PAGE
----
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Critics raise concerns over oil industry involvement in Alberta curriculum redesign

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Ibrahim, Mariam
Publication Date: 
12 Mar 2014



Critics say they're worried about the direction of Alberta's massive overhaul of school curriculum after it was revealed Tuesday major oil companies are being consulted on changes.

A document posted to the Alberta Education website indicates companies such as Syncrude Canada, Cenovus Energy and Suncor Energy are included among partners "in helping draft Alberta's future curriculum for our students" from kindergarten to Grade 12.

Specifically, Syncrude and Suncor are listed under a working group being led by the Edmonton public school board in the K-to-3 redesign.

NDP education critic Deron Bilous, who raised the issue Tuesday in the legislature, said it is "shocking and very concerning" that oil and gas companies could have a hand in shaping the curriculum taught to kindergarten students.

"This is when kids are in their most formative years, when they're the youngest and there's no reason why oil companies need to be setting the direction," he said. "It really makes me wonder what value will they gain from it and how this is going to impact our students."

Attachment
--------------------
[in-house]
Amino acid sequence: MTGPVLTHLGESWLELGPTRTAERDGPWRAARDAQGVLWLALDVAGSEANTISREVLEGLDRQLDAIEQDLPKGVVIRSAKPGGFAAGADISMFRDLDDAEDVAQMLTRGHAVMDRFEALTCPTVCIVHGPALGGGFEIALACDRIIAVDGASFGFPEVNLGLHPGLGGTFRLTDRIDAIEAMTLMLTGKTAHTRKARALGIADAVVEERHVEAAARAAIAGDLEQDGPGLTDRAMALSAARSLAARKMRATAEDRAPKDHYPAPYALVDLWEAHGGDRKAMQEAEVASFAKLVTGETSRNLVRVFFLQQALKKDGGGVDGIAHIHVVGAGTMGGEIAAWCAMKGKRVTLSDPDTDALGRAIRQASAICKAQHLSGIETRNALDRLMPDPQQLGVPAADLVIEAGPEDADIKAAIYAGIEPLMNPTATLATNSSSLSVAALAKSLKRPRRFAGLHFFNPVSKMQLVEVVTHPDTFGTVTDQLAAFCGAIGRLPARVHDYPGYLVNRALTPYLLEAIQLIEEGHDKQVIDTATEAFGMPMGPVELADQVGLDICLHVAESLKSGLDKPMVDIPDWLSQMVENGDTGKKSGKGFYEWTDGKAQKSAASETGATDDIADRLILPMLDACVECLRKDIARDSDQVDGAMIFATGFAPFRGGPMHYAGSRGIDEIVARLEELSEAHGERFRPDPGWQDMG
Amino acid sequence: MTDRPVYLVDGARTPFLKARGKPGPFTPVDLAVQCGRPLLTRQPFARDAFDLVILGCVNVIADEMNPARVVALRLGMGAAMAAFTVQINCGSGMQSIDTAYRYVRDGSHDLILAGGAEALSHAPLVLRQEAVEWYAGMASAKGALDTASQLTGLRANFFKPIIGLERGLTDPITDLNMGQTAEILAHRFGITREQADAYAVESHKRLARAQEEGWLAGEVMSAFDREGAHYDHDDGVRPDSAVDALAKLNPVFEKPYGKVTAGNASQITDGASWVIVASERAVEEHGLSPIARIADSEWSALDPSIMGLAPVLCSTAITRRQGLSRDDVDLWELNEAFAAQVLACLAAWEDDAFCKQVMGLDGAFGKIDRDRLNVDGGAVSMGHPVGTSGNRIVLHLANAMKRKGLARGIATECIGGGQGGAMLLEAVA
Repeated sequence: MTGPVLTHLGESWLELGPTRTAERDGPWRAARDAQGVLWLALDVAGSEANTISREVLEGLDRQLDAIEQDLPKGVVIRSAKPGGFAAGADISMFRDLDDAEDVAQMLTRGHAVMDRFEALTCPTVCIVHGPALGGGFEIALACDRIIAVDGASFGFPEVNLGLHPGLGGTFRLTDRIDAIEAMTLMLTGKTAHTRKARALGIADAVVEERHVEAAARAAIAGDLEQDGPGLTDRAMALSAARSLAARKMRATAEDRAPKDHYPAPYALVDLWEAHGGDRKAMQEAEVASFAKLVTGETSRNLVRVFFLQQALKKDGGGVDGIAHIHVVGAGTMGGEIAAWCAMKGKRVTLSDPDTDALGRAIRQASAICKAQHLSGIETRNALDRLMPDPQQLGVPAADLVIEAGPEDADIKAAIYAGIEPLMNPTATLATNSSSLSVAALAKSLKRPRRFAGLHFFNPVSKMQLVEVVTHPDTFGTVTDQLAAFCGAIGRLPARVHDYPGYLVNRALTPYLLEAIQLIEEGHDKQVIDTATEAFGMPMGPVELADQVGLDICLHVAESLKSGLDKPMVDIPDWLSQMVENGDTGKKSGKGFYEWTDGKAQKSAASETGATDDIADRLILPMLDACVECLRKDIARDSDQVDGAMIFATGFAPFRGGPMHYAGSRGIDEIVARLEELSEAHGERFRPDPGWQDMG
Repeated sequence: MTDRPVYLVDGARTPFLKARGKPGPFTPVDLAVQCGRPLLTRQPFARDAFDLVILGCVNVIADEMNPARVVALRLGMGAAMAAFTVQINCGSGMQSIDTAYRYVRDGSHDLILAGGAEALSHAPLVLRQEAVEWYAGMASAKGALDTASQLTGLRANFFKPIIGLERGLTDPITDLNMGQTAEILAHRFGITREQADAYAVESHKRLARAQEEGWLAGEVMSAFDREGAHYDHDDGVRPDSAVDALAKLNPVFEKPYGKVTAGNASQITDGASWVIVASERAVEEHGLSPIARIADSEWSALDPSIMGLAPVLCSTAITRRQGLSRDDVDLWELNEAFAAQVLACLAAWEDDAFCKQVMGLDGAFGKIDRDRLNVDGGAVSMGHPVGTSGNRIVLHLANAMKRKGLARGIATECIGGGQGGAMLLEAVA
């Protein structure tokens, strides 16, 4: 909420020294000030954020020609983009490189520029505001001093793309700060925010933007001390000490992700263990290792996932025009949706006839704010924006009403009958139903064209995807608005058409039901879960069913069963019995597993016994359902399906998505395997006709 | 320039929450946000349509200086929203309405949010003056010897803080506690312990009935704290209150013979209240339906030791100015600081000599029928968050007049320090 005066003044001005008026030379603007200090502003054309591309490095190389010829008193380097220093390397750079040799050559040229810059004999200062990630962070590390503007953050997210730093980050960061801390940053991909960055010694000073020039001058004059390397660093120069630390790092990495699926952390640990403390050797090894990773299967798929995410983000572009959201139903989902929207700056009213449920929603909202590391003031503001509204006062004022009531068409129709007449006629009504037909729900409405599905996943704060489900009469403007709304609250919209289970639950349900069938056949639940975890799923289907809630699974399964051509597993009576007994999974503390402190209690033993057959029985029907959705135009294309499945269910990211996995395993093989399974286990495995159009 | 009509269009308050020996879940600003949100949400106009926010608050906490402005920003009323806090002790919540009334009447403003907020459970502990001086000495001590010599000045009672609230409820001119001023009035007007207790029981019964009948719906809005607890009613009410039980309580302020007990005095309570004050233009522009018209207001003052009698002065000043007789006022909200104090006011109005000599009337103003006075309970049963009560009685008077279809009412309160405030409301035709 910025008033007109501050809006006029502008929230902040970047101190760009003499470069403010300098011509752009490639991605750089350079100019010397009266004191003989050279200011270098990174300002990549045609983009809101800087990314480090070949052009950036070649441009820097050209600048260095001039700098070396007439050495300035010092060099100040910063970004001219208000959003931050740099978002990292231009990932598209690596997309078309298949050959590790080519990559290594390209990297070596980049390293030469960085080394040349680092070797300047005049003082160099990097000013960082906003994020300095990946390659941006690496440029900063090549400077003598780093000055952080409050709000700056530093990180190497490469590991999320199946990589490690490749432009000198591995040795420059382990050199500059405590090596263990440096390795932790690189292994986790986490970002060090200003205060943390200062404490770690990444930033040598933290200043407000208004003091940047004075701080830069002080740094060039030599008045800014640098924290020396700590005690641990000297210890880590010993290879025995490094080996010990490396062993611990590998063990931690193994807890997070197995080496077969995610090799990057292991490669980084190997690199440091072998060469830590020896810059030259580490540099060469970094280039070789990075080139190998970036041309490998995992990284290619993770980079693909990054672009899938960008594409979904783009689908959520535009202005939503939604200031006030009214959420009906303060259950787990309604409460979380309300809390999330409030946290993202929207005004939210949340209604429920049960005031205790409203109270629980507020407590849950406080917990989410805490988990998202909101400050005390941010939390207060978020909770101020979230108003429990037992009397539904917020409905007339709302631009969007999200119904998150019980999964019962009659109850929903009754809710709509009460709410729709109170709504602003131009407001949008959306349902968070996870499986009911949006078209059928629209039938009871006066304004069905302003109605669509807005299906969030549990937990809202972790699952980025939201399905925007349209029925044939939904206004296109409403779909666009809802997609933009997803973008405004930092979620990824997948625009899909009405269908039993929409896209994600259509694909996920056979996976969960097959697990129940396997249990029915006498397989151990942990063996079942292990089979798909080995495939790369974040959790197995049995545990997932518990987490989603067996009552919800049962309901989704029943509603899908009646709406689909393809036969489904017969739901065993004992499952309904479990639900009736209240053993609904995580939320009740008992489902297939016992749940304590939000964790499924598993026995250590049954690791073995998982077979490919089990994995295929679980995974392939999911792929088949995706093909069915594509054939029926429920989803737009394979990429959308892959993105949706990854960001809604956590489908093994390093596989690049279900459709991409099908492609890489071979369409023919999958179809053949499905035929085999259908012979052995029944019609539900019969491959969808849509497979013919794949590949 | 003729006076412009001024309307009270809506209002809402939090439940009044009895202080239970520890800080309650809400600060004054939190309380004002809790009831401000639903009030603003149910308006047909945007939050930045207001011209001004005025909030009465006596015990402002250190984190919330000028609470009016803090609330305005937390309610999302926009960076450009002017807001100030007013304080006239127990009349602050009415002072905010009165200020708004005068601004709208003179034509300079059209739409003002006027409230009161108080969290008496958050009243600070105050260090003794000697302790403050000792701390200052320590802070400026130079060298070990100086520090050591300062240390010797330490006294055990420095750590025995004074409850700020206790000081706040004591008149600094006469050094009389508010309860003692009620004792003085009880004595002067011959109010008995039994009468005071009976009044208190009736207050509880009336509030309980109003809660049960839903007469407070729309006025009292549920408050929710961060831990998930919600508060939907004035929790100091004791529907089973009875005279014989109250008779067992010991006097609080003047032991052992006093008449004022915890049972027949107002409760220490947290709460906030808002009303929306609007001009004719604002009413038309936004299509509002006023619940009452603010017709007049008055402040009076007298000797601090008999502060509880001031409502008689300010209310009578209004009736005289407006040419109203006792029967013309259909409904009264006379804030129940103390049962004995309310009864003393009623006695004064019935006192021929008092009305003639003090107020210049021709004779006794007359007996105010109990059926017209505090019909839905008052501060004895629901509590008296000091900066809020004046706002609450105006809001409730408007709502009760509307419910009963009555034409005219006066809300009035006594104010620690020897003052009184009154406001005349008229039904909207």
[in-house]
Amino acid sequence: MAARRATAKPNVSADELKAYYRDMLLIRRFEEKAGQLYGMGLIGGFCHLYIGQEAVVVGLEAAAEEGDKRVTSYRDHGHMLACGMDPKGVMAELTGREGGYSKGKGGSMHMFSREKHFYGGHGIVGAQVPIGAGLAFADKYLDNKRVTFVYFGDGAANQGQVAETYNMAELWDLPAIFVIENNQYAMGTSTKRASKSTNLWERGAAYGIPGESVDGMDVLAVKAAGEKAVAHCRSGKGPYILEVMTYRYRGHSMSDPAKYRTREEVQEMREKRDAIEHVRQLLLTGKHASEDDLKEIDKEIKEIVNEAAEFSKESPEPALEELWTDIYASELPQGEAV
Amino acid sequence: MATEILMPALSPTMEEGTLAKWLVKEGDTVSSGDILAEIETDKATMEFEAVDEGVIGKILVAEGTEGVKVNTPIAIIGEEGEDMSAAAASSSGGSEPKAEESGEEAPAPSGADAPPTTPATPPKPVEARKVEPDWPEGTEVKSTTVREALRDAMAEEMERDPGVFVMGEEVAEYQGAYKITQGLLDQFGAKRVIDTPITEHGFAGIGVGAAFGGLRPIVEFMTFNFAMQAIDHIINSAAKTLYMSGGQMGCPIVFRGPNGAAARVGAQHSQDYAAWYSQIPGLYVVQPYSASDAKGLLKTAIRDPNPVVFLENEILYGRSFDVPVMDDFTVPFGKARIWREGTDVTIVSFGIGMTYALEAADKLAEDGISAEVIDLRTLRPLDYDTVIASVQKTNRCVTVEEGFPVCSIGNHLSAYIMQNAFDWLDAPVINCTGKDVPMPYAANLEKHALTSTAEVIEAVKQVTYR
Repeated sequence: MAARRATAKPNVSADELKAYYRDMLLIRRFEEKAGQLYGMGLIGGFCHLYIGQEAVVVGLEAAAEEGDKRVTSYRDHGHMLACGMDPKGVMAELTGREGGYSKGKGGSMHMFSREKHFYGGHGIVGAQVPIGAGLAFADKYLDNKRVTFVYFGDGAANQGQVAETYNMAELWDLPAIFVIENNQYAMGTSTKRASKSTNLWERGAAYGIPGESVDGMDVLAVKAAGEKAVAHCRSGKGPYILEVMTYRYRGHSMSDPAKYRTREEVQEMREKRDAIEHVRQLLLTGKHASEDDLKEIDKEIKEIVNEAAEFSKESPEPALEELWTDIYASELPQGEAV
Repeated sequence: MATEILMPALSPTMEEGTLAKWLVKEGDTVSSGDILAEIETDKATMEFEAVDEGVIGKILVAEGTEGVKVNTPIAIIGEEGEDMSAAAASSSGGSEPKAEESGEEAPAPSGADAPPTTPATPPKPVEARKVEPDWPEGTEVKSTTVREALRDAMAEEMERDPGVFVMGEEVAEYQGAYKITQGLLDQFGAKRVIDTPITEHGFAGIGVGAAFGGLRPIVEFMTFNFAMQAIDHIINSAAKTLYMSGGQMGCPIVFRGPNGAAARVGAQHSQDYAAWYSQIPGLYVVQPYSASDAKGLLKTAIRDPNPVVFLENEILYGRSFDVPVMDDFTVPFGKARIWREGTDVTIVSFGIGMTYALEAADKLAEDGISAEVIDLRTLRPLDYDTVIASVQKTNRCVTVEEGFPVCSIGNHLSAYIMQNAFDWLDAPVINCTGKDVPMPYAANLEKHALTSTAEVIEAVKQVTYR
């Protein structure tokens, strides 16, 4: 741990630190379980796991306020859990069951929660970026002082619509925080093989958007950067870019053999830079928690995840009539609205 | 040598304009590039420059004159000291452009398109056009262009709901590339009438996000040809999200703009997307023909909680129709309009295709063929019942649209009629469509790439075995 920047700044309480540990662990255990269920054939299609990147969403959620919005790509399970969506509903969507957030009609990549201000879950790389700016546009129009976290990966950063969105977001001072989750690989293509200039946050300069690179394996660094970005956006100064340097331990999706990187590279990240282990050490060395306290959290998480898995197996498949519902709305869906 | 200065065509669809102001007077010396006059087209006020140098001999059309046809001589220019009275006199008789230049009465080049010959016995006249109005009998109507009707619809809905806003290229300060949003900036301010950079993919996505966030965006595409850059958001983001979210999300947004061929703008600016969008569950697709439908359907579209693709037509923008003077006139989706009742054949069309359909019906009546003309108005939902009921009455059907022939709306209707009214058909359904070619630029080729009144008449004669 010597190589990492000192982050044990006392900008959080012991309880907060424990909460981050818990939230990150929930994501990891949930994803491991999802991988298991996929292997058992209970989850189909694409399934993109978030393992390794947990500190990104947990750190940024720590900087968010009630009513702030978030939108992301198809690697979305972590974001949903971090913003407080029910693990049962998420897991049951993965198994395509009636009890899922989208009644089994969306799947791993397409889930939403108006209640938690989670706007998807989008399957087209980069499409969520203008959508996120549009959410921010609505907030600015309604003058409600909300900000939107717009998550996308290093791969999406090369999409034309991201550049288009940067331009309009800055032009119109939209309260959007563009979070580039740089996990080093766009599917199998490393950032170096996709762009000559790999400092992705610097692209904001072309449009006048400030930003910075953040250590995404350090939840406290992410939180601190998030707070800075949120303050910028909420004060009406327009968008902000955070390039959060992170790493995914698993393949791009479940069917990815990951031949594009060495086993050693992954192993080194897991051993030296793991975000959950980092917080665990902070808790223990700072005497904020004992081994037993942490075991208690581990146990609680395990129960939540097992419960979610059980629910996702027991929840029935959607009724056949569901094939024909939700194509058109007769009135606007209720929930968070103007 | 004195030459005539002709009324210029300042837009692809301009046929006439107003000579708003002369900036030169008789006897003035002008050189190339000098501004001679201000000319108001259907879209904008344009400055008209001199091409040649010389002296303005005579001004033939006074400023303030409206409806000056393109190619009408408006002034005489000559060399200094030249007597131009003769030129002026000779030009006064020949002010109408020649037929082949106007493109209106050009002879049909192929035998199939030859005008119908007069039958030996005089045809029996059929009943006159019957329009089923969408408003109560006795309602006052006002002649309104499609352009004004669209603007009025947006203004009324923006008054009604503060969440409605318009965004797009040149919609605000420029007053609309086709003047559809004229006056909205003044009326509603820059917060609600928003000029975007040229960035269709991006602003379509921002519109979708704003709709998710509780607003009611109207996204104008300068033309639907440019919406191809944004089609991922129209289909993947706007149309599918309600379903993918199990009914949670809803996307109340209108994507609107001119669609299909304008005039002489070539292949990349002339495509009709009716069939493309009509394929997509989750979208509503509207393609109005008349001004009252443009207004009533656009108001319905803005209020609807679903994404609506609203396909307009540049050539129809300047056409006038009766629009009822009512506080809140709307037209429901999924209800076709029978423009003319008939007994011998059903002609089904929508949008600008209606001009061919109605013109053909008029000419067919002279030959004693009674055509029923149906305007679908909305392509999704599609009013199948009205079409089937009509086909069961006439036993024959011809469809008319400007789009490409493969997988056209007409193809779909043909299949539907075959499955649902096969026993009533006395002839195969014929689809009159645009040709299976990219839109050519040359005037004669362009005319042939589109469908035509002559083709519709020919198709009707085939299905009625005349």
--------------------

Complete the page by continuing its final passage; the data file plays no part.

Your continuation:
Mike Hudema, climate and energy campaigner for Greenpeace Canada called it "very troubling.

"I think it's the job of the government and teachers to present well-balanced views on different issues and subjects within Alberta and having Syncrude and Suncor as explicit partners in the redesign at least gives the impression that the table is not balanced," he said.

Education Minister Jeff Johnson said the province wants as much input as possible as it moves forward with changes. The working group model is new, he added, and said the expectation is that school boards in charge of creating draft curriculum would consult with community and business partners.

"We want the economy involved in the education system," Johnson said Tuesday. "If we're going to build a relevant education system, we need the voice of the employer, the business community, economic development - we need those people at the table."

Syncrude is registered to lobby Alberta Education over the next year, but the filing doesn't include any details about their focus within the ministry.

Mark Liguori, assistant superintendent for Edmonton Public Schools, said its curriculum redesign working group consists of traditional stakeholders such as the Alberta Teachers' Association, along with businesses and community organizations.


- reprinted from the Edmonton Journal

Entered Date: 
26 Mar 2014
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